Population Data

Population

Northern Virginia is on the front lines of a demographic transformation shaping the United States. There has been an extraordinary amount of population growth in Northern Virginia.  The April 1st Decennial Census population  of Northern Virginia was 1,466,350 in 1990, 1,815,197 in 2000, and 2,230,623 in 2010.  On July 1, 2018, according to the U.S. Census Bureau Population Estimates Program, Northern Virginia had an estimated population of 2,522,001.  

Population Growth

From 2000 to 2010

Key Facts:

  • A population increase of 415,000, surpassing a previous decennial record of 360,000 added during the 1980’s.

  • The population growth during the decade was equivalent to adding a number that exceeded the 2010 population count for Prince William County.

  • An average annual gain of nearly 42,000.

  • A ten-year growth rate of 23% compared to 9% nationally.

  • The population growth of Northern Virginia exceeded the population growth recorded in 35 of the 50 U.S. states.

  • Two-thirds of the population growth of the Washington metropolitan region settled on the Virginia side of the Potomac River.

  • Two-thirds of the population growth of Northern Virginia was located along the outer-ring suburbs of Prince William, Loudoun Counties, and the Cities of Manassas and Manassas Park.  This was the first time in the history of Northern Virginia that the preponderance of new population growth moved to the outer rim.

From 2010 to 2018

Key Facts:

  • Eight years out from the last Census, Northern Virginia has added approximately 290,000 people, an increase that is greater than that found in 17 states over the eight-year peri­od.

  • Growth has slowed down some this decade in Northern Virginia, but it is still large and impactful on the region.  The average annual gain since 2010 has been 36,000.  

  • An eight-year growth rate of 13% compared to 6% nationally.

  • Aside from the low annual growth from 2005 to 2006, the annual growth of the last five years has been the lowest since 2000.  The Washington metropolitan region has an economy that is heavily dependent on the federal government.  In 2013 federal sequestration began.  Slower population growth in Northern Virginia has occurred since 2013 and federal employment in the Washington metropolitan region has dropped according to the Bureau of Labor Statistic. 

  • Where in Northern Virginia the growth is locating this decade is different than in the 1990s and 2000s.

    • The preponderance of population growth of Northern Virginia continues to be located in the outer-ring suburbs of Prince William, Loudoun Counties, and the Cities of Manassas and Manassas Park.  However, the share of the region's growth that is in the outer-ring has dropped from 65.1% to 57.5%.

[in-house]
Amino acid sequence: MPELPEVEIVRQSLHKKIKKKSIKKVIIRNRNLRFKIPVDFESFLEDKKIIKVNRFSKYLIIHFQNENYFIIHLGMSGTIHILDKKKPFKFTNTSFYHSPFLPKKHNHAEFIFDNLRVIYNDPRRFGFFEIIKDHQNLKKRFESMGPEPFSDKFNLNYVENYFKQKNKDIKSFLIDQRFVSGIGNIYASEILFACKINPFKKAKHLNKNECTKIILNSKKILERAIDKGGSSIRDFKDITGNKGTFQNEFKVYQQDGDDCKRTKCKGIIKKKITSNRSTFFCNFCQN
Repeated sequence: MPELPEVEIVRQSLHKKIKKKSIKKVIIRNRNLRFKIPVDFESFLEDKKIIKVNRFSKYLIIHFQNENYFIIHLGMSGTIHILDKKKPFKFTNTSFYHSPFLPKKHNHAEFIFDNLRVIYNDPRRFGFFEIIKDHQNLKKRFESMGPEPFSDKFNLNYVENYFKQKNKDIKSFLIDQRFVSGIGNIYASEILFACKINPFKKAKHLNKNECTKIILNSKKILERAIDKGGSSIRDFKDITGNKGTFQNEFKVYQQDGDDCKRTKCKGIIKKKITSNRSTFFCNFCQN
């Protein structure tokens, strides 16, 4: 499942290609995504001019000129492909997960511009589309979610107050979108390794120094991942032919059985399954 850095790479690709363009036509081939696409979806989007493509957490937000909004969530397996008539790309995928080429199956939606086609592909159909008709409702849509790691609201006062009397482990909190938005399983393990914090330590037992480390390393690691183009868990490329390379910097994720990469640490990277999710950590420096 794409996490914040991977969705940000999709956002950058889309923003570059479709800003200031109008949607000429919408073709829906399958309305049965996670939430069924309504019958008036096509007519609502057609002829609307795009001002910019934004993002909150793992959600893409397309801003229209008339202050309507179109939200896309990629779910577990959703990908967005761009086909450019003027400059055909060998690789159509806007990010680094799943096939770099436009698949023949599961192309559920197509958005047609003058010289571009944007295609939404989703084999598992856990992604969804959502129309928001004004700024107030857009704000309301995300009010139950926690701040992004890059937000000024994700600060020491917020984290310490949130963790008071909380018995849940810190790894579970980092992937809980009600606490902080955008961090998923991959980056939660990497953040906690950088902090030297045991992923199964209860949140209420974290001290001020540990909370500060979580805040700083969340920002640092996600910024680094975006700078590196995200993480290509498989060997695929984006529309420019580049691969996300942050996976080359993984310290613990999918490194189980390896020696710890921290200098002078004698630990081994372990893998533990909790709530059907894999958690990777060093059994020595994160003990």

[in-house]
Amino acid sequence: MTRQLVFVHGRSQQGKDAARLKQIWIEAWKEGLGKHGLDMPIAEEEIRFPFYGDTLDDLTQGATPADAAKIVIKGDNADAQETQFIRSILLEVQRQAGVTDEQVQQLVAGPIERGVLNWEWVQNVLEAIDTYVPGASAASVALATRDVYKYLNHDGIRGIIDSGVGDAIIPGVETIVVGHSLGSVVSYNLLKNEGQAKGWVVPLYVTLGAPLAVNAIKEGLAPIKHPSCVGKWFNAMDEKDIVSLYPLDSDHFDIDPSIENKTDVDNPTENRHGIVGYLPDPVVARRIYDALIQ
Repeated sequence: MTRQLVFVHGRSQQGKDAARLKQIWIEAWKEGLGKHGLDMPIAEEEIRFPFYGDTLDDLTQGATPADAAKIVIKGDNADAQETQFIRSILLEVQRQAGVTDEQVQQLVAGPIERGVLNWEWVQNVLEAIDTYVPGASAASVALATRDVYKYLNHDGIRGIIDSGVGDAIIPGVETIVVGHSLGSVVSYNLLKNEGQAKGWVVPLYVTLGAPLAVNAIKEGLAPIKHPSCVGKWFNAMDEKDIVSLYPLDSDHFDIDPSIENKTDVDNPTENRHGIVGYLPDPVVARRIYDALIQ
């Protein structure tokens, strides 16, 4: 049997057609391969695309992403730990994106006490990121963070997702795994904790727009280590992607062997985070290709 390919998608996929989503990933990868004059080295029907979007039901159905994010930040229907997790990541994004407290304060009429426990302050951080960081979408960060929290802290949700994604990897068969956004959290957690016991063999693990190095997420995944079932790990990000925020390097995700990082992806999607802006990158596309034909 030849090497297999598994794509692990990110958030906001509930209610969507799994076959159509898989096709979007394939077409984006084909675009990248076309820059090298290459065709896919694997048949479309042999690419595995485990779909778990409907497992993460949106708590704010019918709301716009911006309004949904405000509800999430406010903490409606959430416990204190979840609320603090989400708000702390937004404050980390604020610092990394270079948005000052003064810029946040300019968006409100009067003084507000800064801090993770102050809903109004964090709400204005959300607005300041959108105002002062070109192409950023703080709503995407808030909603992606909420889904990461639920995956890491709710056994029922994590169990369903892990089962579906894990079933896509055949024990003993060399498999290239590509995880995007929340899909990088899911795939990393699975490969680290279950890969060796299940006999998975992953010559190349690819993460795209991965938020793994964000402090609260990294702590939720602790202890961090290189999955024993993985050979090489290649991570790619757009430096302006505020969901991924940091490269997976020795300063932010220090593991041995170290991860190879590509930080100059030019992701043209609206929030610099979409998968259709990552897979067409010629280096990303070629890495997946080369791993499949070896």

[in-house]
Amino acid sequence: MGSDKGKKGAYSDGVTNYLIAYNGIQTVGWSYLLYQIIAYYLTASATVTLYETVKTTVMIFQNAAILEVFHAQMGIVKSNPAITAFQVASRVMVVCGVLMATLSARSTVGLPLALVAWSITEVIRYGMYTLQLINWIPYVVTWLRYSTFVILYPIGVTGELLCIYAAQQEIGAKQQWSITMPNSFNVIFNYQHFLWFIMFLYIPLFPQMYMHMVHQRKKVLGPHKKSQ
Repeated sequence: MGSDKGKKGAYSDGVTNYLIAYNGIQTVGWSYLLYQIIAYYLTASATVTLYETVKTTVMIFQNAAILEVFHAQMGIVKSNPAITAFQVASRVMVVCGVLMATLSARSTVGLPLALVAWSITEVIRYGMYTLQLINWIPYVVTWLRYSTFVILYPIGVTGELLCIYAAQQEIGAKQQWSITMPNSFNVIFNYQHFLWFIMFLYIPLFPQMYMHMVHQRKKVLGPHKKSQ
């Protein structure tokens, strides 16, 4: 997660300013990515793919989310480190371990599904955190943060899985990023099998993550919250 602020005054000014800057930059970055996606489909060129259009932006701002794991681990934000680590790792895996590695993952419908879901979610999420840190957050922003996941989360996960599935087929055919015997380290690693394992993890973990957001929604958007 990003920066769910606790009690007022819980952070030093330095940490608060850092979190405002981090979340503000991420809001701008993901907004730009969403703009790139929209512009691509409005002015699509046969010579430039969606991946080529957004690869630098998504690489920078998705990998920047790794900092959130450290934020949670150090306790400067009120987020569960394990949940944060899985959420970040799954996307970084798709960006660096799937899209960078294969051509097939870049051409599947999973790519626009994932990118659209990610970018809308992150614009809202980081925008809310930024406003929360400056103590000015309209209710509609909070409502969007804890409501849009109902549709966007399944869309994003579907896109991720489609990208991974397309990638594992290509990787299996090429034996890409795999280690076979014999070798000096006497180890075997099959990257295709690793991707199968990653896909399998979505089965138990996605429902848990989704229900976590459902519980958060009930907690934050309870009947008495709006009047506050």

• Arlington has seen its share of the region's growth double from what it experienced in the 1990's and 2000's.

    • Alexandria has seen its share of the region's growth become 2.5 times what it experienced in the 2000's.

    • Intensification of developmental pressures this decade in the inner-core are a response to the millennial generation preferences, demographics, urbanization, transportation and other market pressures.

Minority-Majority Transition

A big story of the region is the minority-majority transition.  There will soon be a day when the majority of people will belong to a minority group (any group other than non-Hispanic White alone).  Much of this is attributed to the sizable increases in the number of Hispanics and Asians in the region.

Key Facts:

  • In 2000, Northern Virginia's minority population was 34.6%, which was fairly similar to Virginia and the United States, with the difference being 4 or 5 percentage points. 

  • In 2018, Northern Virginia was nearly minority-majority, with a minority population of 49.4%.  Northern Virginia's rate of increase of the minority population is much greater than the United States and Virginia.  The region is now 10 or 11 percentage points higher than Virginia and the United States.

  • From 2000 to 2010, 88 percent of the net population increase in Northern Virginia came from increases in minorities.  From 2010 to 2018, it was 90 percent.

Foreign Born Population Transformation

Another big story is the foreign born population transforming the region.  The Washington, D.C. metropolitan area is one of the most diverse in the country when taking into consideration the minority and foreign born population make-up.  Northern Virginia contains a sizable amount of the metropolitan area's diverse population.